First, one can notice that \(g_n\) is well defined. For \(x \in \mathbb R\) and \(p \in \mathbb N\) we have \(0 \le \frac{1}{2^p} f_n(x-a_p) \le \frac{1}{2^p} \cdot\ \frac{1}{2}=\frac{1}{2^{p+1}}\) according to previous paragraph. Therefore the series of functions \(\sum \frac{1}{2^p} f_n(x-a_p)\) is normally convergent. \(g_n\) is also continuous as for all \(p \in \mathbb N\) \(x \mapsto \frac{1}{2^p} f_n(x-a_p)\) is continuous. Continue reading Pointwise convergence not uniform on any interval

Counterexample around infinite products

Let’s recall two theorems about infinite products \(\prod \ (1+a_n)\). The first one deals with nonnegative terms \(a_n\).

THEOREM 1 An infinite product \(\prod \ (1+a_n)\) with nonnegative terms \(a_n\) converges if and only if the series \(\sum a_n\) converges.

The second is related to infinite products with complex terms.

THEOREM 2 The absolute convergence of the series \(\sum a_n\) implies the convergence of the infinite product \(\prod \ (1+a_n)\). Moreover \(\prod \ (1+a_n)\) is not zero providing \(a_n \neq -1\) for all \(n \in \mathbb N\).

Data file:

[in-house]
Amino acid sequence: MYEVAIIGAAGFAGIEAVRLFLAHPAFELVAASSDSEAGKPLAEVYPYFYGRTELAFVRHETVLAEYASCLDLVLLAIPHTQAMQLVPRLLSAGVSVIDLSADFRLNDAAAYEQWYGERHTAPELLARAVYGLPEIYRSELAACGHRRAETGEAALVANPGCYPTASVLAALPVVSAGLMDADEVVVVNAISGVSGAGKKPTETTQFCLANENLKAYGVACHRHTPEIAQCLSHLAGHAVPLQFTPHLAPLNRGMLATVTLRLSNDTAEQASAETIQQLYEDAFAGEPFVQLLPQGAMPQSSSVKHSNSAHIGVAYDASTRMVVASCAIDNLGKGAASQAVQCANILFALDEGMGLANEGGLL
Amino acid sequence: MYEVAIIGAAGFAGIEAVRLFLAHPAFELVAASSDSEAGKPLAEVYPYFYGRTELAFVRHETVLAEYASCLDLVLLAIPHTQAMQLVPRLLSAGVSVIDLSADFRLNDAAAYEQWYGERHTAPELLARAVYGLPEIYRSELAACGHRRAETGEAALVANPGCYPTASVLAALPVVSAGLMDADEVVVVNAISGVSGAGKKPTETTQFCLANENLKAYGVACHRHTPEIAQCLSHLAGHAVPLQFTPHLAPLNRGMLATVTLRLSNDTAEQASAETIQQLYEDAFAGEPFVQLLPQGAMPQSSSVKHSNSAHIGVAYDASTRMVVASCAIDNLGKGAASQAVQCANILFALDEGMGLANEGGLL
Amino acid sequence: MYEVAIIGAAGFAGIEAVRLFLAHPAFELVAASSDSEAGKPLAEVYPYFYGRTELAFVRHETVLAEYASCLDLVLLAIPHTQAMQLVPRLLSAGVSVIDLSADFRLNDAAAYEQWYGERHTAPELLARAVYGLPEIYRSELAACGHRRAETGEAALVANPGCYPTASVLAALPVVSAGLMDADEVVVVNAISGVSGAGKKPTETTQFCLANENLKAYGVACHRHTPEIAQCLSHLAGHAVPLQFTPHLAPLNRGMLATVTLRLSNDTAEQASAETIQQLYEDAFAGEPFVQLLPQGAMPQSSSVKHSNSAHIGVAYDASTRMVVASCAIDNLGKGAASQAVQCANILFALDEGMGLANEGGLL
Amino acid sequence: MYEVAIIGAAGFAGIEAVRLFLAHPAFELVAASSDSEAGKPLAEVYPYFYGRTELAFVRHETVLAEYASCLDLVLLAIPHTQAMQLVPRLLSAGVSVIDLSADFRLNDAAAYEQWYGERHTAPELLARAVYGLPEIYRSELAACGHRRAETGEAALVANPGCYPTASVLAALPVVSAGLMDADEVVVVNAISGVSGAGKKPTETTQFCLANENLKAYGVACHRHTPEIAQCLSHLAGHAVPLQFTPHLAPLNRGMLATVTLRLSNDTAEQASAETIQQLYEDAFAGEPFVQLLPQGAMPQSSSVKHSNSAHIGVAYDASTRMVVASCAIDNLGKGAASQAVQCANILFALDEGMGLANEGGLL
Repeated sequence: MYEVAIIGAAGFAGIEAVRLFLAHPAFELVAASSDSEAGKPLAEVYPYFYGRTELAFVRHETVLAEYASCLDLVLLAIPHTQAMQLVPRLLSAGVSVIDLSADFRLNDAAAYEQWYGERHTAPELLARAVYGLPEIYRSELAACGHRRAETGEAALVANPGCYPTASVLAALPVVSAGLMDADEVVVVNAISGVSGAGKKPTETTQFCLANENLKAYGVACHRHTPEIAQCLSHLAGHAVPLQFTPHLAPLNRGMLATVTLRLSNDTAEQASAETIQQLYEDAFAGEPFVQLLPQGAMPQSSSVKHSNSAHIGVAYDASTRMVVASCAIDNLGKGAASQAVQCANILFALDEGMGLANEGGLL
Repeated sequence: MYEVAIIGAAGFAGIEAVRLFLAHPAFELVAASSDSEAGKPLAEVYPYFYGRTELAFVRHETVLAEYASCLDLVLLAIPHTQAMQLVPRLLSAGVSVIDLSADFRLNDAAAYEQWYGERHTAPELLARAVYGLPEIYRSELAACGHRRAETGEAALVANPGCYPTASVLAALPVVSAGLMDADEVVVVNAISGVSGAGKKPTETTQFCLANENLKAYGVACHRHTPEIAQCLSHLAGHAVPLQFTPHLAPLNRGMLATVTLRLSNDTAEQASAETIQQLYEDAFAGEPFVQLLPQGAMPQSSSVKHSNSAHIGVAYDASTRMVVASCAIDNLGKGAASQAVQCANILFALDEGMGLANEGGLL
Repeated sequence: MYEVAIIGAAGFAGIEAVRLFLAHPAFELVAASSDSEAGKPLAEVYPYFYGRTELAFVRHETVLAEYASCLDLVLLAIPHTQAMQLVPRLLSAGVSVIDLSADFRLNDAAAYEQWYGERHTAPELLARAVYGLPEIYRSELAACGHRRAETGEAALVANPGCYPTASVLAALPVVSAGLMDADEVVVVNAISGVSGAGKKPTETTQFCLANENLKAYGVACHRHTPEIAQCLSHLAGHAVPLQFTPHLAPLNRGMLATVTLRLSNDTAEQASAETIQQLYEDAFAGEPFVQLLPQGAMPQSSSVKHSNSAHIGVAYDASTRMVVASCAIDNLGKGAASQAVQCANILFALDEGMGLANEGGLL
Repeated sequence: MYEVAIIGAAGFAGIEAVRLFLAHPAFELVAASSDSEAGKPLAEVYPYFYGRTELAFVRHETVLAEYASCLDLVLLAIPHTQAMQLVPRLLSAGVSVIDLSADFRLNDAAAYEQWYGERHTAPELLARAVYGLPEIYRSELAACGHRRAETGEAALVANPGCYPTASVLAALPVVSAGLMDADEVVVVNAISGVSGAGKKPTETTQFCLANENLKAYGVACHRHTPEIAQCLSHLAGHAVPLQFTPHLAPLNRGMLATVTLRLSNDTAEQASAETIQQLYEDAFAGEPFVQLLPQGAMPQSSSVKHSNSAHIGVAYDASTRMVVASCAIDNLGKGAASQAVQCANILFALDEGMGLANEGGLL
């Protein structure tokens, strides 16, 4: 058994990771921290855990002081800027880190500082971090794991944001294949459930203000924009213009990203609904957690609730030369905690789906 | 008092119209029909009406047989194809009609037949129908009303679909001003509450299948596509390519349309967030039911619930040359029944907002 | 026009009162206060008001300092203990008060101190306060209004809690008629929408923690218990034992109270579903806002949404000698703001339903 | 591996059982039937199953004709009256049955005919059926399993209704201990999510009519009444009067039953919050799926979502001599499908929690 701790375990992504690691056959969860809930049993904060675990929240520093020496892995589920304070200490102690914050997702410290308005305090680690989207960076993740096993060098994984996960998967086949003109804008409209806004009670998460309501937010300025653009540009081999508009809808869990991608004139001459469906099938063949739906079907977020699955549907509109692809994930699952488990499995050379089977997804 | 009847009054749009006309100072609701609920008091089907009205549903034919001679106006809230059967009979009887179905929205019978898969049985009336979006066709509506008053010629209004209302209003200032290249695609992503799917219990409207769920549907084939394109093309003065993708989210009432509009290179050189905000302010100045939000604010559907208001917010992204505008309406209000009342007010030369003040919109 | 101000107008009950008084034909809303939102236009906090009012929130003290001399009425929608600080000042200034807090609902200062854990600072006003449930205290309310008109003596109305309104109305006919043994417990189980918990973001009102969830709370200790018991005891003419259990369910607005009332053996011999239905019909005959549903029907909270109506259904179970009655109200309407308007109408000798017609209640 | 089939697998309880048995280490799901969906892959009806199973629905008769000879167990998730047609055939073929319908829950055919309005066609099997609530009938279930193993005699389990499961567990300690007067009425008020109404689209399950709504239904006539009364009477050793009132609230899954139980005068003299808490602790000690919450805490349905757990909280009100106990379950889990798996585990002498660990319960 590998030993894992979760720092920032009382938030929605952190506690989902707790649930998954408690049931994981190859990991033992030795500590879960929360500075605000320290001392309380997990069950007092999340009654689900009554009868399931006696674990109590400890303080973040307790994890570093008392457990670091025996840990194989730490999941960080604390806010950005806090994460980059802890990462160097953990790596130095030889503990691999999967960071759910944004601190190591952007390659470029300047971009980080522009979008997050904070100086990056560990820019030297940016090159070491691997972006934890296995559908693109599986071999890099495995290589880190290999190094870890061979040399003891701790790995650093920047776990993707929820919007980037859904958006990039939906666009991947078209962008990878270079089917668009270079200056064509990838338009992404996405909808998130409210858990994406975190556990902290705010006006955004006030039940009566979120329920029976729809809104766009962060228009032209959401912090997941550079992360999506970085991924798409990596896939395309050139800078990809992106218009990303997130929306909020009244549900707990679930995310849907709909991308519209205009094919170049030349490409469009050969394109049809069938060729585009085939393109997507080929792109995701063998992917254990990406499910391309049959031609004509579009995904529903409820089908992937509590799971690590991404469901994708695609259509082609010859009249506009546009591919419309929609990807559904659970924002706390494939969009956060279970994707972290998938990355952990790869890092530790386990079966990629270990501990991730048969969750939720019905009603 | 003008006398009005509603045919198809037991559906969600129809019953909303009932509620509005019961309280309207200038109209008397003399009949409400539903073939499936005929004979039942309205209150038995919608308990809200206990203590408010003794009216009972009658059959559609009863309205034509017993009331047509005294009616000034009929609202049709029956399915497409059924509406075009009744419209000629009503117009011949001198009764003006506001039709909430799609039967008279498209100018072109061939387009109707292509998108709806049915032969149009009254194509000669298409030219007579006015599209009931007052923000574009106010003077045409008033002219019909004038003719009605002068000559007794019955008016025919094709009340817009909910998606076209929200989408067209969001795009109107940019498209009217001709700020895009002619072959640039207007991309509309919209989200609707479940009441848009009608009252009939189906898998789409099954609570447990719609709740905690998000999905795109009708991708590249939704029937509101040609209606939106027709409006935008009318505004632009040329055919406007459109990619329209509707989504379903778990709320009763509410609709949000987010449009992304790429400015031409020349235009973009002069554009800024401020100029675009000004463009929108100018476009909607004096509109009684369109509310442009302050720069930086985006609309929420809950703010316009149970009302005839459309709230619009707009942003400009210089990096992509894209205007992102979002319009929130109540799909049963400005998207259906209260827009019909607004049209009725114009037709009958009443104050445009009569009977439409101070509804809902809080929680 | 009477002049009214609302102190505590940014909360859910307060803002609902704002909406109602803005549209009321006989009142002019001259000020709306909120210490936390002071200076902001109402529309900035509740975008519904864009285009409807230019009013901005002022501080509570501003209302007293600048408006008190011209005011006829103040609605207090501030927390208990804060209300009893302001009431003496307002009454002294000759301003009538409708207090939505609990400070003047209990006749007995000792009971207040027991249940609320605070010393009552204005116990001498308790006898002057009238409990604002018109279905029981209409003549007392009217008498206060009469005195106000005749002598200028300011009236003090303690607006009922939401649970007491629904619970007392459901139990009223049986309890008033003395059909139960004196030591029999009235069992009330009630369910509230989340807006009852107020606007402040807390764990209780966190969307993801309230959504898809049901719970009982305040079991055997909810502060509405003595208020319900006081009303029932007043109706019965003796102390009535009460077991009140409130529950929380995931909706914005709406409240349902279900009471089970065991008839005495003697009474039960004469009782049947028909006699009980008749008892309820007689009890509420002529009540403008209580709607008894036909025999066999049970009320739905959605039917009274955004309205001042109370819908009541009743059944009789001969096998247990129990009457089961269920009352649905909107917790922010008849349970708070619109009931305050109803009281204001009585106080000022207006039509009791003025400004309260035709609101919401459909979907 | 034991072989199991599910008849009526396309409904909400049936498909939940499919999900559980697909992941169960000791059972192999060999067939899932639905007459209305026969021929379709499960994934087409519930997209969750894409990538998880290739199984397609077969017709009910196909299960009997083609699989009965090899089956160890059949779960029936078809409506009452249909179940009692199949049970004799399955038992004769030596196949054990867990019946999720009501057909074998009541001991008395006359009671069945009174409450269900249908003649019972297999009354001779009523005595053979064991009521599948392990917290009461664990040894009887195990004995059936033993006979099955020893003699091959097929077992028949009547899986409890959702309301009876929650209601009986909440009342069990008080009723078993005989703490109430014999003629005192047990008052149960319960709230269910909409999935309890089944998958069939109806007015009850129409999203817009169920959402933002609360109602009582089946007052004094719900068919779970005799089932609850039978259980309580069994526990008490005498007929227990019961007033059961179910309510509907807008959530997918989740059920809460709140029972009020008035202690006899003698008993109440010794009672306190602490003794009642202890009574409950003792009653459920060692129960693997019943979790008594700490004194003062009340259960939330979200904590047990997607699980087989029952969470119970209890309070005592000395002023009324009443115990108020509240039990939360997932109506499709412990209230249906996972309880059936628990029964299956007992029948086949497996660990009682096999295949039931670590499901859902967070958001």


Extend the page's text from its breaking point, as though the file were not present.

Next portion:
The converse of Theorem 2 is not true as shown by following counterexample.

We consider \(a_n=(-1)^n/(n+1)\). For \(N \in \mathbb N\) we have:
\[\prod_{n=1}^N \ (1+a_n) =
\begin{cases}
\frac{1}{2} &\text{ for } N \text{ odd}\\
\frac{1}{2}(1+\frac{1}{N+1}) &\text{ for } N \text{ even}
\end{cases}
\] hence the infinite product \(\prod \ (1+a_n)\) converges (to \(\frac{1}{2}\)) while the series \(\sum \left\vert a_n \right\vert = \sum \frac{1}{n+1}\) diverges (it is the harmonic series with first term omitted).

Counterexamples around Lebesgue’s Dominated Convergence Theorem

Let’s recall Lebesgue’s Dominated Convergence Theorem. Let \((f_n)\) be a sequence of real-valued measurable functions on a measure space \((X, \Sigma, \mu)\). Suppose that the sequence converges pointwise to a function \(f\) and is dominated by some integrable function \(g\) in the sense that \[